I’ve done a lot of travel both within Australia and overseas, including to some far-flung places like Antarctica and Greenland.
Knowing that, it might surprise you to learn that I don’t enjoy flying. In fact, I’m scared to fly. And, while it’s a self-diagnosis at this stage, I’d go so far as to say that I’ve developed a (probably steadily worsening) flying phobia.
Extreme anxiety about flying has a label – it’s called ‘aerophobia’.
I feel awful saying it – because others have been saddened and frustrated at having their travel plans cancelled and are yearning to take to the skies again – but the severe restriction on being able to fly pretty much anywhere during COVID, has offered something of a respite for me: no more shakes and cold sweats and churning stomach and galloping heart.
It’s pretty bonkers really because I never started out that way. In fact, I used to enjoy flying with my parents on our annual sojourn to Surfers Paradise, and, as I said, much further afield to North and South America, Europe, the UK and Ireland, and New Zealand, into my adulthood.
Being afraid to fly is something that came upon me the more often I did it and as I grew older (I remember that the same happened to my mum).
At some point, I just started to think about what I was actually doing. I’d never questioned it previously. And I believe my steadily worsening fear was then further exacerbated by several very unpleasant flights – where there was an issue with the aircraft air conditioning; where there was thunder and lightning; where it was turbulent; where there was an incident with a passenger.
Based on my own experience, it was, therefore, easy to blithely condemn poor Waverley – my main character in Addressed – with the same limiting affliction. How downright mean of me! I wouldn’t wish a fear of flying on my worst enemy!
However, it is more common than you might think. It’s been reported that as many as one in four people suffer it.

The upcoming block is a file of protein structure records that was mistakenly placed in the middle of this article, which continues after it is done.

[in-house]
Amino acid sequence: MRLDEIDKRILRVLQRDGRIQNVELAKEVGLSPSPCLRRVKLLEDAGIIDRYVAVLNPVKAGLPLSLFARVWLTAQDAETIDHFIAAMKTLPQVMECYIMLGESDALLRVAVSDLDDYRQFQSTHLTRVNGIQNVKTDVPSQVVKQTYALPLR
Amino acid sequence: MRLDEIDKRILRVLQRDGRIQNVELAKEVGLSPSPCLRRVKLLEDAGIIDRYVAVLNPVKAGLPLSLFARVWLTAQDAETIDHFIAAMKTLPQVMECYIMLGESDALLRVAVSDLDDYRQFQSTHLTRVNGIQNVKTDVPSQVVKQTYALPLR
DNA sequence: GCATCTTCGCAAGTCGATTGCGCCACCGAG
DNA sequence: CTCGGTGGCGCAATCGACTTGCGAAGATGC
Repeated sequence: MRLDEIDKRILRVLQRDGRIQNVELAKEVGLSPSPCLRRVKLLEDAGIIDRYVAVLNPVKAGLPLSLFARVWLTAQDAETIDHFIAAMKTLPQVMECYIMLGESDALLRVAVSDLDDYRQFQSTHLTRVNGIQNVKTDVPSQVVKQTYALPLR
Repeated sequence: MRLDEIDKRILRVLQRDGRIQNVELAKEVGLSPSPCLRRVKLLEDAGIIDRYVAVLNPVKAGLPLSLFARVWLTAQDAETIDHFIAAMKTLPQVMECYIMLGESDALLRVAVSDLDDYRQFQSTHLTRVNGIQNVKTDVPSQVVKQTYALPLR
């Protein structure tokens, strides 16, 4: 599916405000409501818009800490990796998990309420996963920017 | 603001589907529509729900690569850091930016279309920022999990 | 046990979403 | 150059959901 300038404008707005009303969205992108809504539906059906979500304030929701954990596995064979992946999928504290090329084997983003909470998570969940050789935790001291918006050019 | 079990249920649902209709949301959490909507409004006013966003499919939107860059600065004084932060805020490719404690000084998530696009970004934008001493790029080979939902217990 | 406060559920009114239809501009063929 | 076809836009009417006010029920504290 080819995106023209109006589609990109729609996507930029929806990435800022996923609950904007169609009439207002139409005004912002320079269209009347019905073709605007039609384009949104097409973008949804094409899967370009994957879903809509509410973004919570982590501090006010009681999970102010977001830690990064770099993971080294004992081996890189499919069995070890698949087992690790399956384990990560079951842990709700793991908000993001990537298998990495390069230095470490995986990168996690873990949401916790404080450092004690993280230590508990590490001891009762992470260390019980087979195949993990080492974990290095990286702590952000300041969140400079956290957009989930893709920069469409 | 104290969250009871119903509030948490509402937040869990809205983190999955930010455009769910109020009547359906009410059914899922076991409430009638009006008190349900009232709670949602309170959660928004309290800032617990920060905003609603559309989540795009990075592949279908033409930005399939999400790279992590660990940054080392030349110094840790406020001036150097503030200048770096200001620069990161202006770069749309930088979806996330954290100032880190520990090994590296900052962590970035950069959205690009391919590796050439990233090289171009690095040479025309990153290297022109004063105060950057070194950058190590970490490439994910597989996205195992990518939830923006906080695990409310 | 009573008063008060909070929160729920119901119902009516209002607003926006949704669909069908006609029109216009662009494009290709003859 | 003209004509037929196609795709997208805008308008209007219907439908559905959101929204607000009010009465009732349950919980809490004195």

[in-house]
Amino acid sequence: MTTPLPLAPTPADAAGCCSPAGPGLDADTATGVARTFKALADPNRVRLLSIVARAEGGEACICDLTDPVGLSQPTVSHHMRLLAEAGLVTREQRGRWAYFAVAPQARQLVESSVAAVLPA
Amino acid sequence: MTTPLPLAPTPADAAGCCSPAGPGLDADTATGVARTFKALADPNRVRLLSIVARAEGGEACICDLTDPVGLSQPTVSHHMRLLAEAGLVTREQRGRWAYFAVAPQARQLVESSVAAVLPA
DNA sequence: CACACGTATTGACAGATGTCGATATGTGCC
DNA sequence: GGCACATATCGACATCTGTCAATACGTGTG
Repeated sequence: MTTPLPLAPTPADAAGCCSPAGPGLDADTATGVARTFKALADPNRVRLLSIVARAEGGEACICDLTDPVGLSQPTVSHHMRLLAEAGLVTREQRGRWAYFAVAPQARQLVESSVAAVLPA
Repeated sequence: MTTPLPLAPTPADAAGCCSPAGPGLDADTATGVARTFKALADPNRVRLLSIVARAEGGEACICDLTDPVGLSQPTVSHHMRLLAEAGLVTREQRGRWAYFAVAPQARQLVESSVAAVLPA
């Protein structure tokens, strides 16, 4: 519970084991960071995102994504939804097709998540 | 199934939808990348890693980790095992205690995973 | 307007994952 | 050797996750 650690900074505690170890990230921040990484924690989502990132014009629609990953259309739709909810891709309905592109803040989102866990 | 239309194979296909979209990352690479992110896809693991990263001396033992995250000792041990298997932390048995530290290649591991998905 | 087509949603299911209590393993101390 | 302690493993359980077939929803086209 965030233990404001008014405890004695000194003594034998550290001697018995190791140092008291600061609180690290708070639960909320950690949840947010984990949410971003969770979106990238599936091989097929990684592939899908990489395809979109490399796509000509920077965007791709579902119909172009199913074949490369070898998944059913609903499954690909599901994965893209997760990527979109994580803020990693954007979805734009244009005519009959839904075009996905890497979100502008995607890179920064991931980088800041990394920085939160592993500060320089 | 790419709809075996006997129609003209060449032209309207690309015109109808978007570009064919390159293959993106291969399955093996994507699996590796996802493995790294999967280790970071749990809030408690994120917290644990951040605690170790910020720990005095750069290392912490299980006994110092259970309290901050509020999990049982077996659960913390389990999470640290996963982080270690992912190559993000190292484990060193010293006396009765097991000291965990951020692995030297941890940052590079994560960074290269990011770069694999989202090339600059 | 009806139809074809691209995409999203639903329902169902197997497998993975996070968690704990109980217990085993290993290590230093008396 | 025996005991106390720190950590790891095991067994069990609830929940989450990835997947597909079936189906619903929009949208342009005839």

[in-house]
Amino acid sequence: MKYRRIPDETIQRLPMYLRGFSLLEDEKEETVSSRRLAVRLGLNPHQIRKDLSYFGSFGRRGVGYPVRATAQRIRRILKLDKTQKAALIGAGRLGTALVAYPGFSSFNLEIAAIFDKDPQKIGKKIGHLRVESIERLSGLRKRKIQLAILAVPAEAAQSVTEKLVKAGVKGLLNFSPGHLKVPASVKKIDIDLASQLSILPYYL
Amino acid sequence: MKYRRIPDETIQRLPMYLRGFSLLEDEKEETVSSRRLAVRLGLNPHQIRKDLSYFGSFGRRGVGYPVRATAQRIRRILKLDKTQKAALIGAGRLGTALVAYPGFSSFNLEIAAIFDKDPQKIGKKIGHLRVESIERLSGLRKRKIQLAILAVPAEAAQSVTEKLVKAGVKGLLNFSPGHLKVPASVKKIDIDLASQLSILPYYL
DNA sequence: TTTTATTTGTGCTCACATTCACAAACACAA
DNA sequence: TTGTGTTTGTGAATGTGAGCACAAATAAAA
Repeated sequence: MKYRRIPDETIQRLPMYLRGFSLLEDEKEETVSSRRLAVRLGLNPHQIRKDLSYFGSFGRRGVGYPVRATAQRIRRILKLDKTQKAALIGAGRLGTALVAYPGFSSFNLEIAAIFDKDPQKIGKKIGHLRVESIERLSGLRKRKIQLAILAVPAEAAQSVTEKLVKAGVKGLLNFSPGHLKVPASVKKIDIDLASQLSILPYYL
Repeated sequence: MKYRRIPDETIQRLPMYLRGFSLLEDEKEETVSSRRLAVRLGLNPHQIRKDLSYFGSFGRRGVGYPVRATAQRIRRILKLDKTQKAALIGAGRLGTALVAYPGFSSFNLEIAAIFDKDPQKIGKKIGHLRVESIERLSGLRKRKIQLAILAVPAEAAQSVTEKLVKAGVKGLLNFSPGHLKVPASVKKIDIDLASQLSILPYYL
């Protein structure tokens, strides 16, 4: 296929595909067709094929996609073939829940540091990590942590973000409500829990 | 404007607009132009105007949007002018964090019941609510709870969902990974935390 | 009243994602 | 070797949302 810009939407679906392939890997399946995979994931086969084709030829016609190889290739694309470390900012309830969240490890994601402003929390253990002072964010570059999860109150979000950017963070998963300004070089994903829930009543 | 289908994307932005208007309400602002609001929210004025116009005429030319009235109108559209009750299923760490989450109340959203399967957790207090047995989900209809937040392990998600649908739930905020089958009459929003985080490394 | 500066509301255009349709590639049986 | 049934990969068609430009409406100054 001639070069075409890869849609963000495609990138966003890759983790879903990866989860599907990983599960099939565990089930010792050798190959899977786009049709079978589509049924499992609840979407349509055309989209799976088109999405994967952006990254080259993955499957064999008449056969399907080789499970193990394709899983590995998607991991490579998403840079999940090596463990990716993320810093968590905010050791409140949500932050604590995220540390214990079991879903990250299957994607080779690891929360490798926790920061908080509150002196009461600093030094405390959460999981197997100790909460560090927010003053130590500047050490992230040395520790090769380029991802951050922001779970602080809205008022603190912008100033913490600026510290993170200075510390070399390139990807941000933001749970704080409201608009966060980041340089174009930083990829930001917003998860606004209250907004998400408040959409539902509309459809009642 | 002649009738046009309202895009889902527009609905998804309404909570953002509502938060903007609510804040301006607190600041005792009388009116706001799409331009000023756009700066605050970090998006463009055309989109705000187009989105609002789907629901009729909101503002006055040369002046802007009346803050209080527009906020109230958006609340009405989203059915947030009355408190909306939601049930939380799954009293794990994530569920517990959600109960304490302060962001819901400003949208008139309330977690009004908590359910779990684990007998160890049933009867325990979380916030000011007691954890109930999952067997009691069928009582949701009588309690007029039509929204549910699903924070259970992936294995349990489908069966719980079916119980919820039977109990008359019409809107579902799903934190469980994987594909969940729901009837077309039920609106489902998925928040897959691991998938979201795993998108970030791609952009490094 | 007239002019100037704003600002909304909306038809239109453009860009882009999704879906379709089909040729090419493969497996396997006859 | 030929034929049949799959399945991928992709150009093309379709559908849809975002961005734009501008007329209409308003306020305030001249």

Like me, Waverley hadn’t been particularly enjoying flying. It was a case of ‘needs must’ for her job. But she was tipped into full-on aerophobia by a mid-air incident that left her a terror-stricken mess, fearing for her very life.
And, back on the ground, her inability to ever board an aircraft again, changed her life completely, forcing her to use adaptative behaviours and putting the brakes on where she could go, what she could do, and seemingly forever stifling her aspirations and dreams (much like most phobias do).
Waverley’s anxiety is so developed that she can’t even come within cooee of the airport without having a full-on panic attack, and even the mention of anything to do with flying has her in physical and psychological meltdown.
I’m not that bad. At least I don’t think I am. I reckon I could get on an aeroplane again if I had to. Or if the carrot ahead was sweet and juicy enough (some exotic destination or exciting event awaiting that I was desperately keen on).
However, I know I wouldn’t be able to relax at all and that my unfortunate husband would have to again suffer me gripping his hand vice-like in my own clammy one; squeezing his arm to bruising point; me giving the occasional moan; being unable to carry on much of a conversation, and even offering up the Lord’s Prayer and a few Hail Marys (Waverley does the same).
I so wish I could be like those other three people (me being the one in four). I yearn to kick back and enjoy the flight as the captain and crew advise – the in-flight service, the meals, the movies etc.
Maybe one day I’ll be like Waverley in Addressed – with encouragement and support, sign up to a course designed to help me overcome my anxiety about being in the air.
I’ve had a little trawl online and apparently this is a good one: fearlessflyers.com.au It has the support of Qantas and Air Services Australia, but seems to be currently in abeyance due – like most things – to COVID.